SALT LAKE CITY — Practically before the thousands of field-stormers had even touched grass, the suddenly new legions of Kalani Sitake supporters were demanding a contract extension for the BYU football coach.
Social media was flooded with a chorus of praise for a coach thought to be possibly in jeopardy of losing his job. Many included the #ExtendKalani hashtag on Twitter.
Two weeks ago, after Utah extended its win streak over the Cougars to nine games, many of those same voices wanted Sitake gone. Much of the angst vanished after thrilling overtime victories on consecutive Saturdays against Tennessee and USC.
Perhaps releasing years of frustration, many in LaVell Edwards Stadium poured on the field the celebrate last week’s win over the Trojans. Players and coaches were back in good graces before the home faithful.
So goes the fickle nature of college football coaches. A few plays that went BYU’s way dramatically changed the perception of the program, which went 11-15 over the last two seasons.
“I don’t really care about all that stuff,” Sitake said in his postgame press conference. “I’m just trying to coach football and have fun with these kids.”
Reportedly signed to a five-year deal, Sitake is under contract through the 2020 season. The former BYU fullback has experienced quite the roller-coaster ride during his tenure, mixing exciting moments in team history combined with the program’s worst season in 50 years in 2017.
Known as an affable friend to everyone, Sitake took a major hit to his reputation during the dreadful losing season. Critics claimed his buddy-buddy approach lacked the discipline required to manage a staff and roster of more than 100.
But he got tough immediately following his only losing season in three years, dismissing the overwhelming popular Ty Detmer as the offensive coordinator. Hard decisions also followed when other former BYU fan favorites were let go as coaches.
In training camp before last season, in an interview with me, Sitake issued a warning to any doubting his ability to get nasty.
“Just piss me off and see what happens,” he said.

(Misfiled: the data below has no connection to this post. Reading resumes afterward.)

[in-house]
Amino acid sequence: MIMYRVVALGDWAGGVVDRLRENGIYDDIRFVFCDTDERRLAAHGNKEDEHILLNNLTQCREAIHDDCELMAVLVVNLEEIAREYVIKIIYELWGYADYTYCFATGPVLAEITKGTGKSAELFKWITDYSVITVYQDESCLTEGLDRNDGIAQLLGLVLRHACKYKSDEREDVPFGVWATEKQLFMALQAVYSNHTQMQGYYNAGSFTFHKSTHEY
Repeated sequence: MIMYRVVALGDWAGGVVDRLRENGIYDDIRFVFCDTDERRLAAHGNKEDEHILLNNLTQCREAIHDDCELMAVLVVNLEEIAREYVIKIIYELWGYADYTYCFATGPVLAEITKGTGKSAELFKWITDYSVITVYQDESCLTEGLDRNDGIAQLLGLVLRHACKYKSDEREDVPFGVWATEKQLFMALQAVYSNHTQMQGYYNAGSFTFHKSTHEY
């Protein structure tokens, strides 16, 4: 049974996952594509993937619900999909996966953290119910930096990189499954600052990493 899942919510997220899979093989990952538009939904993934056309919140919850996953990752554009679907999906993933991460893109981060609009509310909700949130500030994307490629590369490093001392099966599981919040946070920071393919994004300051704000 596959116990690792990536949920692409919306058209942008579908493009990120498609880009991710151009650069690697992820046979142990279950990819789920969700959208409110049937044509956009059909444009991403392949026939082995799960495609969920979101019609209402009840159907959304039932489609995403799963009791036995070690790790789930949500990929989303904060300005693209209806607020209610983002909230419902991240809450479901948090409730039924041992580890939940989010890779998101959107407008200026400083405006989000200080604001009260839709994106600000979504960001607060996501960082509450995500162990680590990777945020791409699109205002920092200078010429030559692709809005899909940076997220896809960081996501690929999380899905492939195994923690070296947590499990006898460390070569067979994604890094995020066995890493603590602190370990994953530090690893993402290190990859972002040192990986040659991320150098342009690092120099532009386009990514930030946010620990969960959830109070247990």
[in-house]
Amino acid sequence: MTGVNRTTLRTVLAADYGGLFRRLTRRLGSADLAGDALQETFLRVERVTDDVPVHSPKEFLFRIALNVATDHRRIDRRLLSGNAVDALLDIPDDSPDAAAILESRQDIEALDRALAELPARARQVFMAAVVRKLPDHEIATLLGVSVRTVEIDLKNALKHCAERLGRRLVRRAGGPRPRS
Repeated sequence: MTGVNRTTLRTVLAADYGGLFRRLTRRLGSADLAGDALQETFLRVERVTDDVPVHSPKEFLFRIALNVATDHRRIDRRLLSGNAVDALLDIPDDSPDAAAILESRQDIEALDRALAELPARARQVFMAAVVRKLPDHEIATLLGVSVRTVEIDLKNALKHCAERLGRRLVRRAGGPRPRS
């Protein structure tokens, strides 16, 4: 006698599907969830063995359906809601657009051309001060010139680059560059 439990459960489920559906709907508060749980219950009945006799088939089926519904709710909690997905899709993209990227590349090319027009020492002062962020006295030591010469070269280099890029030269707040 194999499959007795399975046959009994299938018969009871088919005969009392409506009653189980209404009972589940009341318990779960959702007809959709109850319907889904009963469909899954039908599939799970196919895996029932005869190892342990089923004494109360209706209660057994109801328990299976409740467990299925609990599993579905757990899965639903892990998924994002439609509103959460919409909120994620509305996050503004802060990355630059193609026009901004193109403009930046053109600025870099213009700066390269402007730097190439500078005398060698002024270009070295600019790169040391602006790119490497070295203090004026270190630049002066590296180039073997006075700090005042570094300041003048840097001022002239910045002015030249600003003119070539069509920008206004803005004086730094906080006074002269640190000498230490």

The refocus did not produce startling results, but BYU rallied to go 7-6 last season and drill an inferior Western Michigan team in the Potato Bowl in Boise. This season, with some prognosticators predicting an 0-4 start, the Cougars going into this week’s home game against Washington with a 2-1 record.
To date, with several tough games remaining, Sitake has silenced the detractors. His team can play with the mental and physical toughness necessary to beat Power 5 teams, as BYU proved the last two weeks.
Maybe now is time for the BYU administration to ride the newfound momentum and offer Sitake a contract extension. Send the message to recruits that the coach is here to stay.
As an independent, without the opportunity to win a conference championship and a longshot to play in a more prestigious bowl game, BYU is somewhat of a tough sell to high-profile recruits. The program does not need any uncertainty with the coaching staff.
Plus, it is not like BYU can conduct a nationwide search for a new coach whenever Sitake is no longer at BYU. For now, all the would-be candidates are either assistant coaches at the professional and college levels or not a Division I FBS head coach.
With a high number of players leaving to serve two-year missions for The Church of Jesus Christ of Latter-day Saints, Sitake and his staff needed time to build a program with their recruits. Many of those players have returned and are playing vital roles this season.
Any interruption to this process would set back the program. At this critical juncture, BYU needs the continuity that extending Sitake would bring.